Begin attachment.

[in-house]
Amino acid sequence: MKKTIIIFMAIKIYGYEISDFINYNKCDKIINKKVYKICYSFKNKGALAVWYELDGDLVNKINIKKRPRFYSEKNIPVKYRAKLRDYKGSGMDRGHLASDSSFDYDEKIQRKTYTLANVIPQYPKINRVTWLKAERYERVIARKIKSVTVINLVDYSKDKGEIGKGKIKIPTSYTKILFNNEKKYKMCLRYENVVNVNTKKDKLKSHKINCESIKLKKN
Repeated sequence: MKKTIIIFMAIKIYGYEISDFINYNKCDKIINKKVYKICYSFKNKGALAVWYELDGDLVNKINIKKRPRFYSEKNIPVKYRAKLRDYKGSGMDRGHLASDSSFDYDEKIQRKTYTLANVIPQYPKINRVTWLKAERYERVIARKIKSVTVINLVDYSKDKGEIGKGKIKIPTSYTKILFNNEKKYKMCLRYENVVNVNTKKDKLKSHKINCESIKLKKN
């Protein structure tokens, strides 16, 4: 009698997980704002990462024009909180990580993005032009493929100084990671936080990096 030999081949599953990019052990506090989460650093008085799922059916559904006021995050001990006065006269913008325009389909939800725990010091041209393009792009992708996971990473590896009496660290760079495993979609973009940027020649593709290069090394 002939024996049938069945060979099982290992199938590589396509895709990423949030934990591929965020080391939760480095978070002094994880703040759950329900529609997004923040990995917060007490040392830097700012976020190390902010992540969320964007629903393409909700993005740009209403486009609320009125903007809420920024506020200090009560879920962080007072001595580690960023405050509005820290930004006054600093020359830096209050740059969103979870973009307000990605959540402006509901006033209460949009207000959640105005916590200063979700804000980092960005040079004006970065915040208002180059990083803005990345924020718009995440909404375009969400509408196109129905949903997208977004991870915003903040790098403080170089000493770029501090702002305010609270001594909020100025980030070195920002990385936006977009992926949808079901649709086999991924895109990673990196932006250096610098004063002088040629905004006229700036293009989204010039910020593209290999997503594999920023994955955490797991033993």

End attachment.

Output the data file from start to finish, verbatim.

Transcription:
[in-house]
Amino acid sequence: MKKTIIIFMAIKIYGYEISDFINYNKCDKIINKKVYKICYSFKNKGALAVWYELDGDLVNKINIKKRPRFYSEKNIPVKYRAKLRDYKGSGMDRGHLASDSSFDYDEKIQRKTYTLANVIPQYPKINRVTWLKAERYERVIARKIKSVTVINLVDYSKDKGEIGKGKIKIPTSYTKILFNNEKKYKMCLRYENVVNVNTKKDKLKSHKINCESIKLKKN
Repeated sequence: MKKTIIIFMAIKIYGYEISDFINYNKCDKIINKKVYKICYSFKNKGALAVWYELDGDLVNKINIKKRPRFYSEKNIPVKYRAKLRDYKGSGMDRGHLASDSSFDYDEKIQRKTYTLANVIPQYPKINRVTWLKAERYERVIARKIKSVTVINLVDYSKDKGEIGKGKIKIPTSYTKILFNNEKKYKMCLRYENVVNVNTKKDKLKSHKINCESIKLKKN
């Protein structure tokens, strides 16, 4: 009698997980704002990462024009909180990580993005032009493929100084990671936080990096 030999081949599953990019052990506090989460650093008085799922059916559904006021995050001990006065006269913008325009389909939800725990010091041209393009792009992708996971990473590896009496660290760079495993979609973009940027020649593709290069090394 002939024996049938069945060979099982290992199938590589396509895709990423949030934990591929965020080391939760480095978070002094994880703040759950329900529609997004923040990995917060007490040392830097700012976020190390902010992540969320964007629903393409909700993005740009209403486009609320009125903007809420920024506020200090009560879920962080007072001595580690960023405050509005820290930004006054600093020359830096209050740059969103979870973009307000990605959540402006509901006033209460949009207000959640105005916590200063979700804000980092960005040079004006970065915040208002180059990083803005990345924020718009995440909404375009969400509408196109129905949903997208977004991870915003903040790098403080170089000493770029501090702002305010609270001594909020100025980030070195920002990385936006977009992926949808079901649709086999991924895109990673990196932006250096610098004063002088040629905004006229700036293009989204010039910020593209290999997503594999920023994955955490797991033993």